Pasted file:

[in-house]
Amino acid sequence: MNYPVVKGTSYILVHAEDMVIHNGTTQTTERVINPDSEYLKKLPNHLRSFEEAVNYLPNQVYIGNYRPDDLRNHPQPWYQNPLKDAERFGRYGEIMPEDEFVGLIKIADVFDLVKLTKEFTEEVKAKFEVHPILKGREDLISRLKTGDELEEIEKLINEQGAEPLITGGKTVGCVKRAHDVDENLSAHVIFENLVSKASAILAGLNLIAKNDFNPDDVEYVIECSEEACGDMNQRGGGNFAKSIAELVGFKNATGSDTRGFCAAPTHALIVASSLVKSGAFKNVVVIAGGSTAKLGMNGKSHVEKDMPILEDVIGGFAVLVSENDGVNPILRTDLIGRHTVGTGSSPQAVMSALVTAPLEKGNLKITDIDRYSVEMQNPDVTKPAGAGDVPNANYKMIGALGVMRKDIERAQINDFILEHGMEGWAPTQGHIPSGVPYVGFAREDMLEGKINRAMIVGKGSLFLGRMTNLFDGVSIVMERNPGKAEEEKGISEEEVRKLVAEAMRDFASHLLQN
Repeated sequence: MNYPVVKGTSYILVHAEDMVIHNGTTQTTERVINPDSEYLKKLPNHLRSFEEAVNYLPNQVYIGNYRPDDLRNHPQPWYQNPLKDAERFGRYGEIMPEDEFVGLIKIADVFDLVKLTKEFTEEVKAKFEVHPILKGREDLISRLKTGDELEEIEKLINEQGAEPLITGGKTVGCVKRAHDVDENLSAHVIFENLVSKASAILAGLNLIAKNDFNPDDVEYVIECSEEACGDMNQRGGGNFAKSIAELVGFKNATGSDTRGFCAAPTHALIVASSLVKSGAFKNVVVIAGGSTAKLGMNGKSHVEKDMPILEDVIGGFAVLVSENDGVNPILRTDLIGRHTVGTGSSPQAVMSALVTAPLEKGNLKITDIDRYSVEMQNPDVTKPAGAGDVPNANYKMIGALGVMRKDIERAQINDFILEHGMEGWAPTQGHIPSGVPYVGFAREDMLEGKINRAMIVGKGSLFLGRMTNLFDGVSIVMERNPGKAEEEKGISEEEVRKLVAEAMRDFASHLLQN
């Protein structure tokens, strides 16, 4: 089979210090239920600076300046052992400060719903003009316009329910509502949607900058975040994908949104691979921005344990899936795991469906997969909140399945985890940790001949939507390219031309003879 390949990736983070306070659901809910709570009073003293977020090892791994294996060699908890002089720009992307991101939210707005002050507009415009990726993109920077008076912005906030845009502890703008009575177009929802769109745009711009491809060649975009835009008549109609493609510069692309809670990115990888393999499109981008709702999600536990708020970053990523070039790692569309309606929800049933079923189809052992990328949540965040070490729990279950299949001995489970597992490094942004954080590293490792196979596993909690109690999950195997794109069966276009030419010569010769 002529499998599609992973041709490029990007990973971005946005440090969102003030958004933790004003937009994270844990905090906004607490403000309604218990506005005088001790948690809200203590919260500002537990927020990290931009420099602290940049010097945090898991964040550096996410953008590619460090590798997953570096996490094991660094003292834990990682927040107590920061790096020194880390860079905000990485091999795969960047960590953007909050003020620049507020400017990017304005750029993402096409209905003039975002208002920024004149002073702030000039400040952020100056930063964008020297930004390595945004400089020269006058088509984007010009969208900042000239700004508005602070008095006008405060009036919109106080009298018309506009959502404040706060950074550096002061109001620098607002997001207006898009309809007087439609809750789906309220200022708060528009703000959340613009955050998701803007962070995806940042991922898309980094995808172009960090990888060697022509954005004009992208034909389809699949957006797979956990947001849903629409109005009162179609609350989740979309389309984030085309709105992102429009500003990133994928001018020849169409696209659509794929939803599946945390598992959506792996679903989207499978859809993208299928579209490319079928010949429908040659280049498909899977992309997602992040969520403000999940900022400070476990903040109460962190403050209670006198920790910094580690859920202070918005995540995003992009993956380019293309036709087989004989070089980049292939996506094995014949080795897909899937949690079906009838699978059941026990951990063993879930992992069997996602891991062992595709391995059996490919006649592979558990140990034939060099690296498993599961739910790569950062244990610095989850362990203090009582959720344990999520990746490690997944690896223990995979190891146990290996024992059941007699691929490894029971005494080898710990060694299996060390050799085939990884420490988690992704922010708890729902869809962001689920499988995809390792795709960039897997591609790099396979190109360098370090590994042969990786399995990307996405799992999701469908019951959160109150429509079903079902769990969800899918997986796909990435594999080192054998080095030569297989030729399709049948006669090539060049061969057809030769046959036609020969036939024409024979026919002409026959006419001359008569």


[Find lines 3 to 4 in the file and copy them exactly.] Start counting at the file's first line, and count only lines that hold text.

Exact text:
Repeated sequence: MNYPVVKGTSYILVHAEDMVIHNGTTQTTERVINPDSEYLKKLPNHLRSFEEAVNYLPNQVYIGNYRPDDLRNHPQPWYQNPLKDAERFGRYGEIMPEDEFVGLIKIADVFDLVKLTKEFTEEVKAKFEVHPILKGREDLISRLKTGDELEEIEKLINEQGAEPLITGGKTVGCVKRAHDVDENLSAHVIFENLVSKASAILAGLNLIAKNDFNPDDVEYVIECSEEACGDMNQRGGGNFAKSIAELVGFKNATGSDTRGFCAAPTHALIVASSLVKSGAFKNVVVIAGGSTAKLGMNGKSHVEKDMPILEDVIGGFAVLVSENDGVNPILRTDLIGRHTVGTGSSPQAVMSALVTAPLEKGNLKITDIDRYSVEMQNPDVTKPAGAGDVPNANYKMIGALGVMRKDIERAQINDFILEHGMEGWAPTQGHIPSGVPYVGFAREDMLEGKINRAMIVGKGSLFLGRMTNLFDGVSIVMERNPGKAEEEKGISEEEVRKLVAEAMRDFASHLLQN
């Protein structure tokens, strides 16, 4: 089979210090239920600076300046052992400060719903003009316009329910509502949607900058975040994908949104691979921005344990899936795991469906997969909140399945985890940790001949939507390219031309003879 390949990736983070306070659901809910709570009073003293977020090892791994294996060699908890002089720009992307991101939210707005002050507009415009990726993109920077008076912005906030845009502890703008009575177009929802769109745009711009491809060649975009835009008549109609493609510069692309809670990115990888393999499109981008709702999600536990708020970053990523070039790692569309309606929800049933079923189809052992990328949540965040070490729990279950299949001995489970597992490094942004954080590293490792196979596993909690109690999950195997794109069966276009030419010569010769 002529499998599609992973041709490029990007990973971005946005440090969102003030958004933790004003937009994270844990905090906004607490403000309604218990506005005088001790948690809200203590919260500002537990927020990290931009420099602290940049010097945090898991964040550096996410953008590619460090590798997953570096996490094991660094003292834990990682927040107590920061790096020194880390860079905000990485091999795969960047960590953007909050003020620049507020400017990017304005750029993402096409209905003039975002208002920024004149002073702030000039400040952020100056930063964008020297930004390595945004400089020269006058088509984007010009969208900042000239700004508005602070008095006008405060009036919109106080009298018309506009959502404040706060950074550096002061109001620098607002997001207006898009309809007087439609809750789906309220200022708060528009703000959340613009955050998701803007962070995806940042991922898309980094995808172009960090990888060697022509954005004009992208034909389809699949957006797979956990947001849903629409109005009162179609609350989740979309389309984030085309709105992102429009500003990133994928001018020849169409696209659509794929939803599946945390598992959506792996679903989207499978859809993208299928579209490319079928010949429908040659280049498909899977992309997602992040969520403000999940900022400070476990903040109460962190403050209670006198920790910094580690859920202070918005995540995003992009993956380019293309036709087989004989070089980049292939996506094995014949080795897909899937949690079906009838699978059941026990951990063993879930992992069997996602891991062992595709391995059996490919006649592979558990140990034939060099690296498993599961739910790569950062244990610095989850362990203090009582959720344990999520990746490690997944690896223990995979190891146990290996024992059941007699691929490894029971005494080898710990060694299996060390050799085939990884420490988690992704922010708890729902869809962001689920499988995809390792795709960039897997591609790099396979190109360098370090590994042969990786399995990307996405799992999701469908019951959160109150429509079903079902769990969800899918997986796909990435594999080192054998080095030569297989030729399709049948006669090539060049061969057809030769046959036609020969036939024409024979026919002409026959006419001359008569």